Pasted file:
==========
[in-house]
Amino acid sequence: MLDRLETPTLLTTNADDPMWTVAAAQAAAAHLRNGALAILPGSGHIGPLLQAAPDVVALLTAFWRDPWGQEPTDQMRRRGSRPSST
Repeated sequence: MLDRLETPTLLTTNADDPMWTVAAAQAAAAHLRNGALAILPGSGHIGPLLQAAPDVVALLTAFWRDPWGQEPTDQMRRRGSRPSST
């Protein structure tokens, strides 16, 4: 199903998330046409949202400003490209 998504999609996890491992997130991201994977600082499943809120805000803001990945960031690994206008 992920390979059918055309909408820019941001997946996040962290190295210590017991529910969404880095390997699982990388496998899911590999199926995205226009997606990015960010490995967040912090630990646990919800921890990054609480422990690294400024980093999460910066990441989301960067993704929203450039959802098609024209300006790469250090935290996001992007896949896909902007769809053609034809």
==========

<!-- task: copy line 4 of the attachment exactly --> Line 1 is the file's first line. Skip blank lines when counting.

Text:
């Protein structure tokens, strides 16, 4: 199903998330046409949202400003490209 998504999609996890491992997130991201994977600082499943809120805000803001990945960031690994206008 992920390979059918055309909408820019941001997946996040962290190295210590017991529910969404880095390997699982990388496998899911590999199926995205226009997606990015960010490995967040912090630990646990919800921890990054609480422990690294400024980093999460910066990441989301960067993704929203450039959802098609024209300006790469250090935290996001992007896949896909902007769809053609034809």